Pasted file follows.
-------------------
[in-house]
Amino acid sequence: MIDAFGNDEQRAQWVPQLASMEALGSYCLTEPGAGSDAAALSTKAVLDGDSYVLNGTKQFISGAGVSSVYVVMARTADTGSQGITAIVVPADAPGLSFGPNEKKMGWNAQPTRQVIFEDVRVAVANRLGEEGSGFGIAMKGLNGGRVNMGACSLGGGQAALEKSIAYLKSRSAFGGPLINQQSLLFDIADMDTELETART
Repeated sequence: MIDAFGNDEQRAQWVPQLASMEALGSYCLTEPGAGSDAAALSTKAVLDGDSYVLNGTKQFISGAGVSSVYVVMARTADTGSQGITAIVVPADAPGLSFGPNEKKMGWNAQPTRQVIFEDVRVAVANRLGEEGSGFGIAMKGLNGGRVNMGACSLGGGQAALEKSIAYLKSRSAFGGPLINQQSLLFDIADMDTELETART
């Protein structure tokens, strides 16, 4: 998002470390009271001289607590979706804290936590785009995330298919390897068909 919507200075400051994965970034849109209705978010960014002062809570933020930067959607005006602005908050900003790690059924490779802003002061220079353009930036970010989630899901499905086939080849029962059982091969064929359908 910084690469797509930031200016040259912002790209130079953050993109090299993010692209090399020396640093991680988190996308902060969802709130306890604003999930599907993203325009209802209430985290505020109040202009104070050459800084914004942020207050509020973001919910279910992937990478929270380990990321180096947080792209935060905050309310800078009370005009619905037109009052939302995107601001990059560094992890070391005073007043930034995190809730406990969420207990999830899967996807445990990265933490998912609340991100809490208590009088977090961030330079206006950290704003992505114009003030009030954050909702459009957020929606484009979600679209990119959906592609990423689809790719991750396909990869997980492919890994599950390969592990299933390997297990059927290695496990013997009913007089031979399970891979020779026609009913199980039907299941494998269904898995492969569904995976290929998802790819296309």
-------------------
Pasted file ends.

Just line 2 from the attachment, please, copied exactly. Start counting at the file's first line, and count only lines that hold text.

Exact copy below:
Amino acid sequence: MIDAFGNDEQRAQWVPQLASMEALGSYCLTEPGAGSDAAALSTKAVLDGDSYVLNGTKQFISGAGVSSVYVVMARTADTGSQGITAIVVPADAPGLSFGPNEKKMGWNAQPTRQVIFEDVRVAVANRLGEEGSGFGIAMKGLNGGRVNMGACSLGGGQAALEKSIAYLKSRSAFGGPLINQQSLLFDIADMDTELETART